Several years ago the International Puppetry Museum Board formed a committee to ensure the creation of a commemorative book of photographs in celebration of Alan Cook’s 80th birthday. We decided to focus on the North American puppets in the Cook/Marks Puppet Collection – leaving the international figures for a second book. At my request and because I have experience in book publication, the entire project became my responsibility.
The first task was to cull through the vast IPM database to select puppet treasures for photographing. Many difficult choices had to be made but finally the list was pared to about two hundred figures and sent to IPM in Pasadena where it was met with consternation. The volunteer staff was preparing to move the entire collection to the Northwest Puppet Center in Seattle with Dimtra Carter as curator/conservator. They simply didn't have time or energy to search out the quantity of puppets on the “Wish List.” So the book project came to a near halt until the bulk of the collection had been relocated.
When the last large truckload arrived in Seattle last Spring, Dimitri and I decided to schedule the photography for September as it would give him time to locate the puppets on my list. Meanwhile I decided to photograph our own puppets as a trial exercise and to work out an efficient method for photographing so many figures in the shortest possible time.
When I arrived in Seattle in early September, more than half requested puppets were waiting and as I worked, Dimitri looked for the others. The problem was, although each box had a list of the figures it was supposed to contain, many times the puppet we wanted wasn’t there. But we’d discover other exciting figures which were then photographed.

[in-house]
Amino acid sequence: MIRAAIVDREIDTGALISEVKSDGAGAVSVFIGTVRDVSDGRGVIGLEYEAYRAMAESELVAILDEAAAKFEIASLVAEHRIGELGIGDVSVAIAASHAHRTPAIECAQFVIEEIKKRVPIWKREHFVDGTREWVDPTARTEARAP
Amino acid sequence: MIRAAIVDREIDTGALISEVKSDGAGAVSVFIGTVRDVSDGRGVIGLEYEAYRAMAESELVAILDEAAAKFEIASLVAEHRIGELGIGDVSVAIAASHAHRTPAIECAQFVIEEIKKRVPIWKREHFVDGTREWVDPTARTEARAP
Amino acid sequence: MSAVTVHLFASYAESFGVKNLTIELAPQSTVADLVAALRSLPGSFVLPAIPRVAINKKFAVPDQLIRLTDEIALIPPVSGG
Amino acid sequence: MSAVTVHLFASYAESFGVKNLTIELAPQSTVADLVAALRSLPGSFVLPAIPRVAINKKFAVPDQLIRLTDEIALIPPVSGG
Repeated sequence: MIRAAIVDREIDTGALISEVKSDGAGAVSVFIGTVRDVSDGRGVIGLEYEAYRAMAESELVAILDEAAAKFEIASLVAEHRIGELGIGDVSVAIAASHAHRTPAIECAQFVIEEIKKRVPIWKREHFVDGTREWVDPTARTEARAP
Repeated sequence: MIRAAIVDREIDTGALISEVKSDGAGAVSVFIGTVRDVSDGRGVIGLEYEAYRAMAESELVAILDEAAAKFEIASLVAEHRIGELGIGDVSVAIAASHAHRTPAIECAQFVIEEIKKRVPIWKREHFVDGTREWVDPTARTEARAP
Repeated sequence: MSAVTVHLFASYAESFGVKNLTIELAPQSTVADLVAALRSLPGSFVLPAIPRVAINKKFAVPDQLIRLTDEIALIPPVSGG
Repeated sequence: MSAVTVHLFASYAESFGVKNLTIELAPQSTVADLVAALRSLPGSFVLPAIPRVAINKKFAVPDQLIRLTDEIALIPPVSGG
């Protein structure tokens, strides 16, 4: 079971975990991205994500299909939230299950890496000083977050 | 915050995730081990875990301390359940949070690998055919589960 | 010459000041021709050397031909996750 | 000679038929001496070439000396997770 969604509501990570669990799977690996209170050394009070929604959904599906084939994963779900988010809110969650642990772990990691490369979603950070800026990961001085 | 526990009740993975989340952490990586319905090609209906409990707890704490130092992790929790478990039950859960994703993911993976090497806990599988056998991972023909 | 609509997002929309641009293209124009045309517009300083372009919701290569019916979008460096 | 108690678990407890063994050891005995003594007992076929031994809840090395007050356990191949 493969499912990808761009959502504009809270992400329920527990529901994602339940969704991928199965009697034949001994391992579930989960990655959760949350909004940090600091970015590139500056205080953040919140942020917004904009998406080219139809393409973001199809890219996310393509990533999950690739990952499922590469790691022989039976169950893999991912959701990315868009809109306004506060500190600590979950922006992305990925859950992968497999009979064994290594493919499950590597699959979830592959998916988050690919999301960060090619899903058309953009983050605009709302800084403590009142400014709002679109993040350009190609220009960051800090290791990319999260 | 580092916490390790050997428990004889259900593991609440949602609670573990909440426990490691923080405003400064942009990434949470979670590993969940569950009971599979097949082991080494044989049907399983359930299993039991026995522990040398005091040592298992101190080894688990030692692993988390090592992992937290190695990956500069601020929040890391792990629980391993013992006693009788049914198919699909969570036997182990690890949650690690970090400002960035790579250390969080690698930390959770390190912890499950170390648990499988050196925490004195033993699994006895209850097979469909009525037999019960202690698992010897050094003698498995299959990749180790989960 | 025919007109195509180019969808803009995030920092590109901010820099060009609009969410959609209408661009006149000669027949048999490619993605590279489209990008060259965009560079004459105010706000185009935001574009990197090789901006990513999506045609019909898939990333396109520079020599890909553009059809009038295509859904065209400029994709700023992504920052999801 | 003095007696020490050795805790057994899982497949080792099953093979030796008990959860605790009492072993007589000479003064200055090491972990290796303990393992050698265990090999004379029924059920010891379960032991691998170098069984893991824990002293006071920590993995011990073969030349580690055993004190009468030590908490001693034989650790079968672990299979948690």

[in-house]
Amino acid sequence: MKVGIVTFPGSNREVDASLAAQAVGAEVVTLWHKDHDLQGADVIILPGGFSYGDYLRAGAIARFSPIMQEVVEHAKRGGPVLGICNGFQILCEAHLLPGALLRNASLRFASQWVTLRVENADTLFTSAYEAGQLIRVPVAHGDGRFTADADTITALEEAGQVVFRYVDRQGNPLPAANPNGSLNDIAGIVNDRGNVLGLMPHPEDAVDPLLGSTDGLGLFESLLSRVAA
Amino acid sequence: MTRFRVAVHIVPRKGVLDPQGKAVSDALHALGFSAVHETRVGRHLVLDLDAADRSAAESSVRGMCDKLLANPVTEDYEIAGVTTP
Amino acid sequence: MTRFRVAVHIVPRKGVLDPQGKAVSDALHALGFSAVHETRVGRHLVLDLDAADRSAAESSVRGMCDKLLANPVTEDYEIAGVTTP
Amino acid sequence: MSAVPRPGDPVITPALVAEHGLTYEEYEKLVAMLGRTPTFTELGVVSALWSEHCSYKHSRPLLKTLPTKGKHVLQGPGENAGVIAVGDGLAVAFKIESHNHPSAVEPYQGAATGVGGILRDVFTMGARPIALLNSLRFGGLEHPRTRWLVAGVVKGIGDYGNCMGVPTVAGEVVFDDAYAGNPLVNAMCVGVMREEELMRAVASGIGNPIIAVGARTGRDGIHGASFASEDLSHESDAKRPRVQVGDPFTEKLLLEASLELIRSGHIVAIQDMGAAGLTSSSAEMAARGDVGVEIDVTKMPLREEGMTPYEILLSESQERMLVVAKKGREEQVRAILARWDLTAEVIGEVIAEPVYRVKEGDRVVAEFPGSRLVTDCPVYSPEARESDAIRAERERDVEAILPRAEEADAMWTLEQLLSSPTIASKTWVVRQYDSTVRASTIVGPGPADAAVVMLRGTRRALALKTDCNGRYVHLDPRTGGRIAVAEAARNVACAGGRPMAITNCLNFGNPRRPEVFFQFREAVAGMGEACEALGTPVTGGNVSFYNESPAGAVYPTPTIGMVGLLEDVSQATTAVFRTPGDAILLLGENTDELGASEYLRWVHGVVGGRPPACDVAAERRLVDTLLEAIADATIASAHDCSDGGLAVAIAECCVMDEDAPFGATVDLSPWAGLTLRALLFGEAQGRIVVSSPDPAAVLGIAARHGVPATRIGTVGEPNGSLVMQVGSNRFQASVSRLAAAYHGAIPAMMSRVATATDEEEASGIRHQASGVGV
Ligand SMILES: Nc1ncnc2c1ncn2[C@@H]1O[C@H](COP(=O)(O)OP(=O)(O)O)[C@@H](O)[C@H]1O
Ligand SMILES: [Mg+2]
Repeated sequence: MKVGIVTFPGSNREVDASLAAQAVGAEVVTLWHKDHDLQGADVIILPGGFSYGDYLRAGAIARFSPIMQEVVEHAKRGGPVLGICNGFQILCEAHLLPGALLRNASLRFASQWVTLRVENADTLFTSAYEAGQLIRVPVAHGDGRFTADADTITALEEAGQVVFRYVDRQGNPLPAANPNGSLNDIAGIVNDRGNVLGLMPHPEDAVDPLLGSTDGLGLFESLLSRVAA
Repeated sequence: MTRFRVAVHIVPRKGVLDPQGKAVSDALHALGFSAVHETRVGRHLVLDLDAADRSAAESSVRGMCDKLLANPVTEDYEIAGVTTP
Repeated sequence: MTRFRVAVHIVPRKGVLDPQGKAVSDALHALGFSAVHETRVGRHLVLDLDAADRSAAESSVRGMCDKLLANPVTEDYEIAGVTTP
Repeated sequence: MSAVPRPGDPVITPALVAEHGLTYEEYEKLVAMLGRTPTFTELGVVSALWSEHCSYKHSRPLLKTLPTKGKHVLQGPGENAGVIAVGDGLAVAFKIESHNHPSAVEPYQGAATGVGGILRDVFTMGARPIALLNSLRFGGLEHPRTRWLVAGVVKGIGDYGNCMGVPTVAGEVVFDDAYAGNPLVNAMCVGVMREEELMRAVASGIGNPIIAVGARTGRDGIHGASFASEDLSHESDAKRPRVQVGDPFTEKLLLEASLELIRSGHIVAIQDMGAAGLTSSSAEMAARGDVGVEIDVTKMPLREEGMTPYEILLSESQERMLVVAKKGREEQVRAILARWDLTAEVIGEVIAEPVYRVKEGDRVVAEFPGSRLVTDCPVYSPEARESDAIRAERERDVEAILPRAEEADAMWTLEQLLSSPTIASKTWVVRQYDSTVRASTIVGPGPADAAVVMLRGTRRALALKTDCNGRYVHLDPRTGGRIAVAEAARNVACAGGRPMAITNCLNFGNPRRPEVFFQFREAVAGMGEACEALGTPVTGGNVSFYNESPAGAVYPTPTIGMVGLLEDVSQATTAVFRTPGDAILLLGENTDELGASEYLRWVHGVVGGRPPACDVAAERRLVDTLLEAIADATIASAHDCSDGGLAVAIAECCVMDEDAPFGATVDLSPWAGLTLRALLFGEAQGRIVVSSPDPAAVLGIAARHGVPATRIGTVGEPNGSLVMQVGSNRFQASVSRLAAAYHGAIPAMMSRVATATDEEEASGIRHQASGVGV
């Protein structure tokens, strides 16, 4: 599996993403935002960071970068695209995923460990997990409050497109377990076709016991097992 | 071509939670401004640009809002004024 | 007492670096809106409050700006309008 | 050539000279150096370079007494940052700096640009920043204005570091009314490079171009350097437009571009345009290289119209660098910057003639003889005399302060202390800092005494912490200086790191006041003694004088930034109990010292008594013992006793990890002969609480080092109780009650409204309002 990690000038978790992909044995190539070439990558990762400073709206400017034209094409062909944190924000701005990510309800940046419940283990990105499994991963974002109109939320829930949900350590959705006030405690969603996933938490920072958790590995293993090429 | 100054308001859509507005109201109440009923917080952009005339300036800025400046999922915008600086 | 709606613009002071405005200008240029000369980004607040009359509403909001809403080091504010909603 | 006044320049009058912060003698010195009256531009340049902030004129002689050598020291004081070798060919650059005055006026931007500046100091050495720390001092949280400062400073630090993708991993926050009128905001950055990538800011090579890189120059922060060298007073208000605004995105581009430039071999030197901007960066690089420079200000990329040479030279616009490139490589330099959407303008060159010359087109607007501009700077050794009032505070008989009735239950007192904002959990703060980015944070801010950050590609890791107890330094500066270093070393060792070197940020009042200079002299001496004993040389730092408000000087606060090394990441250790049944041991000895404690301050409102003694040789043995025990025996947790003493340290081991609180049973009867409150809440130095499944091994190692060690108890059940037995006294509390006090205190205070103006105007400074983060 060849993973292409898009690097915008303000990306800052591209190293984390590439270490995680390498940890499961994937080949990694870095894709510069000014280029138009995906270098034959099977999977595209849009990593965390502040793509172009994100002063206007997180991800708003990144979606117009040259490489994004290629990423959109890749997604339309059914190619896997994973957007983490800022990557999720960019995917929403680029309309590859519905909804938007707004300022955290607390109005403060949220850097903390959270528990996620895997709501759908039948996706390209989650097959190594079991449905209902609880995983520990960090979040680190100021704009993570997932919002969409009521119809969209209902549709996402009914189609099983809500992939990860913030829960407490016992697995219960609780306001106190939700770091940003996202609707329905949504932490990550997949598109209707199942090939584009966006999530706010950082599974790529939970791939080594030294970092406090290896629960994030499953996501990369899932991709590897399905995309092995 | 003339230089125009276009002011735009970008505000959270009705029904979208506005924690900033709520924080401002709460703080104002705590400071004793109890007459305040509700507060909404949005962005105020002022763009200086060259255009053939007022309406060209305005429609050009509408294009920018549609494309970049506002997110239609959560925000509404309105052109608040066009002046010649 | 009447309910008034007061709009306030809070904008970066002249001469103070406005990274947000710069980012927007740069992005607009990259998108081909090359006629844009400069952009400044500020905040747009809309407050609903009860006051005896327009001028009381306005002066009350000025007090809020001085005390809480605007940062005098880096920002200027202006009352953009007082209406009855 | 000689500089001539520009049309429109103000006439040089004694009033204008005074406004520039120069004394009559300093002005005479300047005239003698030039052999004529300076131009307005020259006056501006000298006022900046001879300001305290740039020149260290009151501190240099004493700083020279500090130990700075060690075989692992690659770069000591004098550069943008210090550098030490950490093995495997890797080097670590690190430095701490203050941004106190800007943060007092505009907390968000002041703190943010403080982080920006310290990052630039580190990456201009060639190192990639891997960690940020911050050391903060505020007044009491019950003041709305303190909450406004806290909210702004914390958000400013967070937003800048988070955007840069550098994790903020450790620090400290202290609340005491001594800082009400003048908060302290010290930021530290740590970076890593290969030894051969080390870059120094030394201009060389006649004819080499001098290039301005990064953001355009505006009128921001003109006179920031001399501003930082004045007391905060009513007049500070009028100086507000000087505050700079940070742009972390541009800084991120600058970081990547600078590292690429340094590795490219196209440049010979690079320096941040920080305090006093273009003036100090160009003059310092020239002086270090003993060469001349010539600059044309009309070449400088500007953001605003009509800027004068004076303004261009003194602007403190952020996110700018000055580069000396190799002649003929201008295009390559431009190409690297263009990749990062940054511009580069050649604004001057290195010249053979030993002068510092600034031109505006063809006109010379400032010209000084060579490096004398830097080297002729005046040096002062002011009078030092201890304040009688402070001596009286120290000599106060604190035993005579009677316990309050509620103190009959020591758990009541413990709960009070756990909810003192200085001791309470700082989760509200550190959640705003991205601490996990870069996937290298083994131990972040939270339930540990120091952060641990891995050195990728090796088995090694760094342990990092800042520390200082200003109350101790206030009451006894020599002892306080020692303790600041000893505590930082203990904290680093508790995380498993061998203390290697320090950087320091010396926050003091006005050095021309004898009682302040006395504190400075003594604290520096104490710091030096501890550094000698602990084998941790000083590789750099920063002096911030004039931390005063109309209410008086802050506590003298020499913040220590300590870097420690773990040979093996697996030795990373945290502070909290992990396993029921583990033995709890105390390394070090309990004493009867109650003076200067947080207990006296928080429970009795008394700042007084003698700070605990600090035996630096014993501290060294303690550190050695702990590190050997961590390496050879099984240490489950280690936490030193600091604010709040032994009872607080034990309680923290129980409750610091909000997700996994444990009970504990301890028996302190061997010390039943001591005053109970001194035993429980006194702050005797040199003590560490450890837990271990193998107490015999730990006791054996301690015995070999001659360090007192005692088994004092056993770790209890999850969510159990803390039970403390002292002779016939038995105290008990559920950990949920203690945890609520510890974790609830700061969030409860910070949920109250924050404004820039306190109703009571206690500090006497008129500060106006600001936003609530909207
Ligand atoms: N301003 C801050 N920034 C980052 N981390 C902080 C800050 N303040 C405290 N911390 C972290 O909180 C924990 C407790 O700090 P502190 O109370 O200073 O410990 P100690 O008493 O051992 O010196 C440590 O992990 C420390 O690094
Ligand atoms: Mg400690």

For me, the session was like an extended Christmas morning. Each box revealed historic figures and it was an honour and privilege to pose them for the camera. For example, we found five exquisite puppets from the Tatterman Marionettes’ production of “S_h_e_ _S_t_o_o_p_s_ _t_o_ _C_o_n_q_u_e_r_”, a play I hadn’t known they had produced.
Jackee Marks and her daughter, Lisa arrived a week after the photography session began. An efficient routine had been established so they photographed Dimitri and myself as we worked for publicity pictures. Lisa also gathered information for the IPM website. Two days later Alan Cook and Mary Decker arrived and Mary began interviewing Alan for anecdotes to be included in the book.
In all, 257 puppets were photographed in nine days and I am now sorting through the 3000+ images in the computer. (Thank goodness for digital photography. The cost of color film and processing would have been prohibitive.) While I work on the images, Mary and other members of the committee are interviewing Alan for his stories of the puppets and puppeteers. These will be in sidebars accompanying the color portraits.
The next major problem will be to finance the initial printing of a limited edition of the book. A fund raising campaign was started two years ago at Alan’s 80th Birthday Celebration but less than half the needed amount has been gathered. Further donations are needed to ensure the book is published. Next step will be to gather information about the book to present to publishers and to work out a budget.